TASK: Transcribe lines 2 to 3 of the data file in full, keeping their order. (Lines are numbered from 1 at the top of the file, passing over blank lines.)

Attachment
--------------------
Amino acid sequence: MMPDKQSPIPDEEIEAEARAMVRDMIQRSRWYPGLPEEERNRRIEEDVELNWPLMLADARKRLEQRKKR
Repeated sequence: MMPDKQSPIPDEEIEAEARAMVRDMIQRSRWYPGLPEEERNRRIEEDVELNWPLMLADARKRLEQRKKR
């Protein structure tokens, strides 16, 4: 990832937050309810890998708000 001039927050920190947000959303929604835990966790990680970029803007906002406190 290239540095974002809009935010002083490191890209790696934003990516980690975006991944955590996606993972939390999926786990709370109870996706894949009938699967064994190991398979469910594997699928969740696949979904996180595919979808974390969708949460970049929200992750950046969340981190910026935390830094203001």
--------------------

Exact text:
Repeated sequence: MMPDKQSPIPDEEIEAEARAMVRDMIQRSRWYPGLPEEERNRRIEEDVELNWPLMLADARKRLEQRKKR
């Protein structure tokens, strides 16, 4: 990832937050309810890998708000 001039927050920190947000959303929604835990966790990680970029803007906002406190 290239540095974002809009935010002083490191890209790696934003990516980690975006991944955590996606993972939390999926786990709370109870996706894949009938699967064994190991398979469910594997699928969740696949979904996180595919979808974390969708949460970049929200992750950046969340981190910026935390830094203001």